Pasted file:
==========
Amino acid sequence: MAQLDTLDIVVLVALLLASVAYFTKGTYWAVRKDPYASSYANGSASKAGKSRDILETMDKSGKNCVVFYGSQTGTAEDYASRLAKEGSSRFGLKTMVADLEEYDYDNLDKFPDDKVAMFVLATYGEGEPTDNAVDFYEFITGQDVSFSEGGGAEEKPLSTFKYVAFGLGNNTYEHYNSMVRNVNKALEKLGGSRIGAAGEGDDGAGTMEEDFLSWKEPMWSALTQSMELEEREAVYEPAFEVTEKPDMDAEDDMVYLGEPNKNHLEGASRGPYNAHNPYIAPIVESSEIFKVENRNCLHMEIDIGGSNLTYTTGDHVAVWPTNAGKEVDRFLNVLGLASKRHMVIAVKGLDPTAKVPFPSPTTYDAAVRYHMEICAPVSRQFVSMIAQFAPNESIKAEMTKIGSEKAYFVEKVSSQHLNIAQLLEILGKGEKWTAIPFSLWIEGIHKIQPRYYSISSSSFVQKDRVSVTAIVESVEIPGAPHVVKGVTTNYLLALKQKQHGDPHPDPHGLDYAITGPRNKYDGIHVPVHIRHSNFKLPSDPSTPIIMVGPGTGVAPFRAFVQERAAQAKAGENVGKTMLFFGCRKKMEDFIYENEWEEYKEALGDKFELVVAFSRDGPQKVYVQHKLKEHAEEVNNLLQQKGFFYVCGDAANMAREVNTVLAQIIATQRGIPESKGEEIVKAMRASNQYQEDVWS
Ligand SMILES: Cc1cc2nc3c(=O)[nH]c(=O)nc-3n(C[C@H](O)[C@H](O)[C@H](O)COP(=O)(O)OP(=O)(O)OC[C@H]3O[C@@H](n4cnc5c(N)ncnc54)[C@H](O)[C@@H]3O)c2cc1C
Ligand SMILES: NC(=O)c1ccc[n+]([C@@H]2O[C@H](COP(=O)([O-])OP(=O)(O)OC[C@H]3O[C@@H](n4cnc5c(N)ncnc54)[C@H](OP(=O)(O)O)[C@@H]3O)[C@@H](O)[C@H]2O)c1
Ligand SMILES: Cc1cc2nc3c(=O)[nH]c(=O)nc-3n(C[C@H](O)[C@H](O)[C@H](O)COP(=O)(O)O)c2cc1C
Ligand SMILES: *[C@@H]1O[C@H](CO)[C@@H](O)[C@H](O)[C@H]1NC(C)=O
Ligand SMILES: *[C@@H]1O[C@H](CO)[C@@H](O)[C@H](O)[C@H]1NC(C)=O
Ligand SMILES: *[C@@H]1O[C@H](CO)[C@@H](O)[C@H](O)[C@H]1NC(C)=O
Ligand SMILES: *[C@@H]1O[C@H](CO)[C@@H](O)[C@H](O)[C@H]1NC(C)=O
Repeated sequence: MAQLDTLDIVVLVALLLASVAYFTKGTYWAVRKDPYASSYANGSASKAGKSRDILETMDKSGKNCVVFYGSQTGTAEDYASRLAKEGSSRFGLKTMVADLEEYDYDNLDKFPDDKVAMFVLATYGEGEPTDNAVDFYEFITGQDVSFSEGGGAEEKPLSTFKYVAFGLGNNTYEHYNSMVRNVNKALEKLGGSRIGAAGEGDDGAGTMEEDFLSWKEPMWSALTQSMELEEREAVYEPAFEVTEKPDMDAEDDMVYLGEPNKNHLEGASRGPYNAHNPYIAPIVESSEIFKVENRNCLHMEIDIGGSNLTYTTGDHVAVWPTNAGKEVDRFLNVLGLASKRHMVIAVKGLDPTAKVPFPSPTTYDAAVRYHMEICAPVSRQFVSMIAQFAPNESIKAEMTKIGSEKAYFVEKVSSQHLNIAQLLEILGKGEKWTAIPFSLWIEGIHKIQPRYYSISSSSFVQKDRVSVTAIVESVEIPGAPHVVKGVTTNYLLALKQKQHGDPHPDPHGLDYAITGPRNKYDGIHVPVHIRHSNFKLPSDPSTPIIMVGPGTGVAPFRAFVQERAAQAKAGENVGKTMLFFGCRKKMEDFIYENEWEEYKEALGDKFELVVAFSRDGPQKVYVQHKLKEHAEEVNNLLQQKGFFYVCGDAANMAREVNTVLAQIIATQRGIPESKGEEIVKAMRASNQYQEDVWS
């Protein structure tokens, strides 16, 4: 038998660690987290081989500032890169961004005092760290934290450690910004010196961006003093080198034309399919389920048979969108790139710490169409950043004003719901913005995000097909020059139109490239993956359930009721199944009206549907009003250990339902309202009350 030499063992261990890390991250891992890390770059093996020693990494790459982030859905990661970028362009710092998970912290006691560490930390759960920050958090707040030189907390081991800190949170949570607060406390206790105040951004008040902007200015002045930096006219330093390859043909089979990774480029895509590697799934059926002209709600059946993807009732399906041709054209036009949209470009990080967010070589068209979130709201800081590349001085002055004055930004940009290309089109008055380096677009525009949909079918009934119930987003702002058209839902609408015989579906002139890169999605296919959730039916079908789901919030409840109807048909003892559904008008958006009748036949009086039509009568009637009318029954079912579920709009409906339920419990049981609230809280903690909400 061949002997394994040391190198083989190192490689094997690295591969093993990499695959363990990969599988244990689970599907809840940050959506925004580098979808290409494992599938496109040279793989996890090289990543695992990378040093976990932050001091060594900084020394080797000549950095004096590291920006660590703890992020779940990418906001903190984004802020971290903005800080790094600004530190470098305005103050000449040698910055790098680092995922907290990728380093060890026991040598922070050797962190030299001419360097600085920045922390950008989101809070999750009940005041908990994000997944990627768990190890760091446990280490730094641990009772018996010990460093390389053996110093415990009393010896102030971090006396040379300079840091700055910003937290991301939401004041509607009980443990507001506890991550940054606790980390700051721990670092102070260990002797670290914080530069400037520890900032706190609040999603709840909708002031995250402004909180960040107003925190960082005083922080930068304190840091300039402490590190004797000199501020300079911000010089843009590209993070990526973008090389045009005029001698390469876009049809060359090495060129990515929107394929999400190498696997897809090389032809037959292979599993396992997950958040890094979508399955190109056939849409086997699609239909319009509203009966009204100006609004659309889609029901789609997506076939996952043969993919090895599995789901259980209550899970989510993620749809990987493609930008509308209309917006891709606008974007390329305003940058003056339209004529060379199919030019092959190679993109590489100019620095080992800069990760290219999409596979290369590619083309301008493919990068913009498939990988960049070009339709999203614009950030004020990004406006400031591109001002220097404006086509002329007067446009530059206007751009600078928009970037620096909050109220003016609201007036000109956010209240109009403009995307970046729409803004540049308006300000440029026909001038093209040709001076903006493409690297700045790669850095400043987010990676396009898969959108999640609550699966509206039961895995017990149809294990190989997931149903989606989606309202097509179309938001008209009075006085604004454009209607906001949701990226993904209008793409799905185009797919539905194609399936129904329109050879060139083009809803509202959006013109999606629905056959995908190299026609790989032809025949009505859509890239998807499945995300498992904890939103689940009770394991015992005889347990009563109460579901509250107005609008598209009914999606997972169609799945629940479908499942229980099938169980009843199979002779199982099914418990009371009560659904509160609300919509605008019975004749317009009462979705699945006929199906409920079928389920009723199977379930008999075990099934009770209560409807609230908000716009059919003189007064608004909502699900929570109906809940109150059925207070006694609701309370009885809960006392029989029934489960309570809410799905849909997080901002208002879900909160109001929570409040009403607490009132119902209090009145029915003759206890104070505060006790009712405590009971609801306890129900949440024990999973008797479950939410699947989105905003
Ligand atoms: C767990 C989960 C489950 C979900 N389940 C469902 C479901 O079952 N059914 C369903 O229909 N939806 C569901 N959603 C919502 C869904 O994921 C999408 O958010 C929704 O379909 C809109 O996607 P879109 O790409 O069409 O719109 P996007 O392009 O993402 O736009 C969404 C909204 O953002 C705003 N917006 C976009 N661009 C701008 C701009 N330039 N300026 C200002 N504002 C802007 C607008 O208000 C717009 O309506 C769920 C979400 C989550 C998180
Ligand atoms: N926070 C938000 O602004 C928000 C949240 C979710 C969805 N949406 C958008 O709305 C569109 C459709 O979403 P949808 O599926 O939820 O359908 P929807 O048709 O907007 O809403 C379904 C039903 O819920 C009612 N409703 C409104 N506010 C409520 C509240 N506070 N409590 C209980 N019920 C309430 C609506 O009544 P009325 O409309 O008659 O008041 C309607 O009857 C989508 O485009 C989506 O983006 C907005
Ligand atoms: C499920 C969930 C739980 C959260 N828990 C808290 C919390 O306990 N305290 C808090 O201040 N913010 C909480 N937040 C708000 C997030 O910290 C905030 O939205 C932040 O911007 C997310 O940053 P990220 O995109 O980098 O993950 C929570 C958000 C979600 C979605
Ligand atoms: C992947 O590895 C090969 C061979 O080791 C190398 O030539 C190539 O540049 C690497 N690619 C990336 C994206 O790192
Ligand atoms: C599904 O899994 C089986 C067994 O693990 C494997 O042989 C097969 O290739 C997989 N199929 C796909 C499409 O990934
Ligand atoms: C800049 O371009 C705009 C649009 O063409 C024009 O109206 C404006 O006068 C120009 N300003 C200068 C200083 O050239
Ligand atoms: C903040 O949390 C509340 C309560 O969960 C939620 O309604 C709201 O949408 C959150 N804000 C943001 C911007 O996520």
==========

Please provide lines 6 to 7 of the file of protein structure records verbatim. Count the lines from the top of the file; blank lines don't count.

Ligand SMILES: *[C@@H]1O[C@H](CO)[C@@H](O)[C@H](O)[C@H]1NC(C)=O
Ligand SMILES: *[C@@H]1O[C@H](CO)[C@@H](O)[C@H](O)[C@H]1NC(C)=O